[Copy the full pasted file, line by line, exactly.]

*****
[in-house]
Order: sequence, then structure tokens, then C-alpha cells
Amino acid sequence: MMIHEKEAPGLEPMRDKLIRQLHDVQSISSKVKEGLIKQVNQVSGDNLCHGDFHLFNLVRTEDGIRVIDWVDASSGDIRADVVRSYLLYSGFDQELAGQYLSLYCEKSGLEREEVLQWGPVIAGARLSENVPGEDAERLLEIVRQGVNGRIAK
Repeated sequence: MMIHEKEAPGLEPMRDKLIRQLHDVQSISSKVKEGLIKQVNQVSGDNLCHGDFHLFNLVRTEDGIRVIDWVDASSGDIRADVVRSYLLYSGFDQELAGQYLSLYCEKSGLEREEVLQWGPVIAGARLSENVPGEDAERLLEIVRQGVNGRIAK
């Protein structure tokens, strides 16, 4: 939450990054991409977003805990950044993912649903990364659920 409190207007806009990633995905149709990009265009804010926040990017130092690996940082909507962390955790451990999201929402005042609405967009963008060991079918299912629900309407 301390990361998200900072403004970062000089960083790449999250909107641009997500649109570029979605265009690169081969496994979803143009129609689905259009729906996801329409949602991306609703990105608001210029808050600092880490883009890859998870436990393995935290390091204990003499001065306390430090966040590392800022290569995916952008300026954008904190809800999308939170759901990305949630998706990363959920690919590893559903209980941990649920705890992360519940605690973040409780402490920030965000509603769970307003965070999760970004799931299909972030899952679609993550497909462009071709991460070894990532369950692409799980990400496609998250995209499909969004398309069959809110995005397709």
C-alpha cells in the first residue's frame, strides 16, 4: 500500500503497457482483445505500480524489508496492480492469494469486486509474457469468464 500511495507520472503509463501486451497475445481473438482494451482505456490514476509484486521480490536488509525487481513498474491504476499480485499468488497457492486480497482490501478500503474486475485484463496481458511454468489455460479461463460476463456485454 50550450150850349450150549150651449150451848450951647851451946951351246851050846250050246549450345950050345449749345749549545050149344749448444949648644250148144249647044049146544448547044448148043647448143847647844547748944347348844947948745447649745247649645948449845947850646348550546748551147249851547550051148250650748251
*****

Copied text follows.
[in-house]
Order: sequence, then structure tokens, then C-alpha cells
Amino acid sequence: MMIHEKEAPGLEPMRDKLIRQLHDVQSISSKVKEGLIKQVNQVSGDNLCHGDFHLFNLVRTEDGIRVIDWVDASSGDIRADVVRSYLLYSGFDQELAGQYLSLYCEKSGLEREEVLQWGPVIAGARLSENVPGEDAERLLEIVRQGVNGRIAK
Repeated sequence: MMIHEKEAPGLEPMRDKLIRQLHDVQSISSKVKEGLIKQVNQVSGDNLCHGDFHLFNLVRTEDGIRVIDWVDASSGDIRADVVRSYLLYSGFDQELAGQYLSLYCEKSGLEREEVLQWGPVIAGARLSENVPGEDAERLLEIVRQGVNGRIAK
């Protein structure tokens, strides 16, 4: 939450990054991409977003805990950044993912649903990364659920 409190207007806009990633995905149709990009265009804010926040990017130092690996940082909507962390955790451990999201929402005042609405967009963008060991079918299912629900309407 301390990361998200900072403004970062000089960083790449999250909107641009997500649109570029979605265009690169081969496994979803143009129609689905259009729906996801329409949602991306609703990105608001210029808050600092880490883009890859998870436990393995935290390091204990003499001065306390430090966040590392800022290569995916952008300026954008904190809800999308939170759901990305949630998706990363959920690919590893559903209980941990649920705890992360519940605690973040409780402490920030965000509603769970307003965070999760970004799931299909972030899952679609993550497909462009071709991460070894990532369950692409799980990400496609998250995209499909969004398309069959809110995005397709």
C-alpha cells in the first residue's frame, strides 16, 4: 500500500503497457482483445505500480524489508496492480492469494469486486509474457469468464 500511495507520472503509463501486451497475445481473438482494451482505456490514476509484486521480490536488509525487481513498474491504476499480485499468488497457492486480497482490501478500503474486475485484463496481458511454468489455460479461463460476463456485454 50550450150850349450150549150651449150451848450951647851451946951351246851050846250050246549450345950050345449749345749549545050149344749448444949648644250148144249647044049146544448547044448148043647448143847647844547748944347348844947948745447649745247649645948449845947850646348550546748551147249851547550051148250650748251